COVID-19 Update

Oberlin College Updates

Between Nov. 29 and Dec. 5, the College’s internal testing documented five COVID-19 cases among students. During the same period, the College was also notified of five new COVID-19 cases from outside testing sources.

Earlier this week, the College announced that Lorain County Public Health Department will host a COVID-19 booster clinic at Oberlin College on Dec. 16 from 2–6 p.m. in Hales Gymnasium. Students, faculty, and staff two months past their Johnson & Johnson vaccine or six months past their original series of either Moderna or Pfizer are eligible for a booster. Students who have received their booster shot can reupload their vaccine card to the Student Health Portal, and faculty and staff can upload theirs through a form on Oberview.

“I recommend [a booster] highly because that’s going to increase your safety as well as the safety of your family,” said Campus Health Coordinator Katie Gravens. “Whether it’s [going to be] mandated, I don’t know. A lot of public health officials are saying a booster may become necessary in order to be fully vaccinated. … It’s too early to say.”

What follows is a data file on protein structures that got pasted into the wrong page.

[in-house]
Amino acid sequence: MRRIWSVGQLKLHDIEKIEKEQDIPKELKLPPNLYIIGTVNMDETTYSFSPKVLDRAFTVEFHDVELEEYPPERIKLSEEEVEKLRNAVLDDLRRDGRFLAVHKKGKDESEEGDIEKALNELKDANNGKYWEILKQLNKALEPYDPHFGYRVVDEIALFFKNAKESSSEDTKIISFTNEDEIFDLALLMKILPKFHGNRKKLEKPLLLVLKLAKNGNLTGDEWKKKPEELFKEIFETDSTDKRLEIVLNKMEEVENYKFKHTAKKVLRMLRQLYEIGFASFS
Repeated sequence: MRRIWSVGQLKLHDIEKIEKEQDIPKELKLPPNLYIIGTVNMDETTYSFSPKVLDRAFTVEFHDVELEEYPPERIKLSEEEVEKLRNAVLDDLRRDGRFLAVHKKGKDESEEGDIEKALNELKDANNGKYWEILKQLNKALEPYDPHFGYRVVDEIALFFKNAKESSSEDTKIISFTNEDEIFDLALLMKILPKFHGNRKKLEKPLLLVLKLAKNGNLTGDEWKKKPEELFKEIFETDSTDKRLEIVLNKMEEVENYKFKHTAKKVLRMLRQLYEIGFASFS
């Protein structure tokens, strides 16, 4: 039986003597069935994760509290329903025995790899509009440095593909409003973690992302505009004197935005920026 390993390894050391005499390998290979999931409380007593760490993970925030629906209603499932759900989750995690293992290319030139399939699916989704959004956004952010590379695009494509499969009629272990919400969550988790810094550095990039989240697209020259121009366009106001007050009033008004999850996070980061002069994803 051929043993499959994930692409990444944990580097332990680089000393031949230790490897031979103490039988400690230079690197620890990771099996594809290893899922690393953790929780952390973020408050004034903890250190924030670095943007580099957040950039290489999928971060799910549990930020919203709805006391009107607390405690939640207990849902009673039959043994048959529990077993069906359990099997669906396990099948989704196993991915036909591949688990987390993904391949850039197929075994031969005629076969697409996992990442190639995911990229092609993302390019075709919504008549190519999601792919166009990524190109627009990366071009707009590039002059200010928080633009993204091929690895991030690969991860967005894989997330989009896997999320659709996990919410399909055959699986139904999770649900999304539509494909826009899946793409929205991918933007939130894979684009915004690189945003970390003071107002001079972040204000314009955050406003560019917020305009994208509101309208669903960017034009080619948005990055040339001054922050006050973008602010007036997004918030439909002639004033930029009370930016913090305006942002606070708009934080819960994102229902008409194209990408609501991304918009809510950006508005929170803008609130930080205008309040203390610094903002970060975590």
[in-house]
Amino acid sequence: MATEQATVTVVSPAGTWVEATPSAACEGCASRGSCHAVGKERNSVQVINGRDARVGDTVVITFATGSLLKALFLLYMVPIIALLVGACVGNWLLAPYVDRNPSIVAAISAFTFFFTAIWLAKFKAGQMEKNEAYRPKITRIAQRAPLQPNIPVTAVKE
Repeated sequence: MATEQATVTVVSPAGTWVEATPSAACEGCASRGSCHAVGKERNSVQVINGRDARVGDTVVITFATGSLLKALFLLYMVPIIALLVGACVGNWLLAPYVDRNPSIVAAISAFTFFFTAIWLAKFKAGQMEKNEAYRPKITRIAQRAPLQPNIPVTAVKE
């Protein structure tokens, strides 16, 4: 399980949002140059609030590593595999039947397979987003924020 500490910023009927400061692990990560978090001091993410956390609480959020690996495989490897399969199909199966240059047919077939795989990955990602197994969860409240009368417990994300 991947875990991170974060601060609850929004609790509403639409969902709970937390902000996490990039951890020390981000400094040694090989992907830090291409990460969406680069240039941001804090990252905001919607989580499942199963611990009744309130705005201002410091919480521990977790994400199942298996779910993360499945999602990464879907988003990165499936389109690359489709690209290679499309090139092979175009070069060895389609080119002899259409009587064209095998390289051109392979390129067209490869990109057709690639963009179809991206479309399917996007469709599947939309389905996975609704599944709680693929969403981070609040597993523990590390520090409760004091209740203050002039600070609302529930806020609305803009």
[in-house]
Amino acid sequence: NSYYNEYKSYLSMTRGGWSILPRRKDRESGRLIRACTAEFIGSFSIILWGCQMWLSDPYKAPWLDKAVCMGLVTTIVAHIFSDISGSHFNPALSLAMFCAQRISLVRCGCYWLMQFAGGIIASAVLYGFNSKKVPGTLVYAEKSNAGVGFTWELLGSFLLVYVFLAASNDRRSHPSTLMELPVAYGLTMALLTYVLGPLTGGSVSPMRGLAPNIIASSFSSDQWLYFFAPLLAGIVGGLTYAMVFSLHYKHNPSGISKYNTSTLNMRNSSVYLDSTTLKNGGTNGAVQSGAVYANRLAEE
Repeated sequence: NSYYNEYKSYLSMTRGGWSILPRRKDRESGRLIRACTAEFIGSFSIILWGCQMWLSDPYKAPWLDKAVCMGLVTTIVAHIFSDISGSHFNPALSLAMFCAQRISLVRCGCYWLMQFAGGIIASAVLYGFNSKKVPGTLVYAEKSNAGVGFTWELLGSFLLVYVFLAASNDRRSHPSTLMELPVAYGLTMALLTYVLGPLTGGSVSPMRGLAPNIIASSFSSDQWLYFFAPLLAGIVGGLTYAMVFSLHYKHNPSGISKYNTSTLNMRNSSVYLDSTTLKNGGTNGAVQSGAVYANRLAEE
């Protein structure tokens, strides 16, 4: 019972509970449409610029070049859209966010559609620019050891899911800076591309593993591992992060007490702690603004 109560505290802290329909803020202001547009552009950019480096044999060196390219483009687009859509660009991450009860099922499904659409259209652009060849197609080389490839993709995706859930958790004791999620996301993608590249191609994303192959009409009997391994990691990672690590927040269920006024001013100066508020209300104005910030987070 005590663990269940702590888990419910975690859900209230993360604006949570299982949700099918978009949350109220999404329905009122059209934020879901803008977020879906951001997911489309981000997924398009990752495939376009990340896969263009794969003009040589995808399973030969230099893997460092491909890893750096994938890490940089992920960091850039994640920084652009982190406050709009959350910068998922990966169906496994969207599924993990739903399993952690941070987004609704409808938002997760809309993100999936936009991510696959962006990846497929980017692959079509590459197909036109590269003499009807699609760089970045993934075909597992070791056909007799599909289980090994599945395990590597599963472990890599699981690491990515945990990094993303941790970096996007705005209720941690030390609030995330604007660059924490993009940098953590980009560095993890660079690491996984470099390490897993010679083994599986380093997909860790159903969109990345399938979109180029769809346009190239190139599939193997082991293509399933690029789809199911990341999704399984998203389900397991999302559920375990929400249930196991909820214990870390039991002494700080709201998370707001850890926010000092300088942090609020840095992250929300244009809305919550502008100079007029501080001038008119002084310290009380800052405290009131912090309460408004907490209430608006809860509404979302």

As of Dec. 6, 98.8 percent of students, 96.6 percent of faculty, and 90.5 percent of staff are fully vaccinated.

Ohio Updates

Ohio continues to experience a rise in COVID-19 cases. Between Nov. 11 and Dec. 9, the state of Ohio recorded 159,636 new cases and 5,821 hospitalizations. Currently, there are 718.5 cases per 100,000 Ohio residents, up from 601.1 last week and 410.5 a month ago.

A recent surge in COVID-19 cases has left the state’s health infrastructure struggling to keep up with hospitalizations. According to Ohio Department of Health Director Dr. Bruce Vanderhoff, Northern Ohio is particularly impacted by the increase in cases. On Wednesday, the Cleveland Clinic announced that they would postpone nonessential surgeries due to the spike.

As of Friday morning, the new Omicron variant has yet to be identified in the state. The Ohio State University Wexner Medical Center has increased its sequencing of COVID-19 samples in an effort to monitor the variant’s potential spread in the state. Early reports about the variant suggest that, while it moves quickly, people with three doses of the vaccine might be highly protected.

Currently, 58.53 percent of Ohioans have received their first dose of a vaccine and 53.77 percent of residents have completed the series.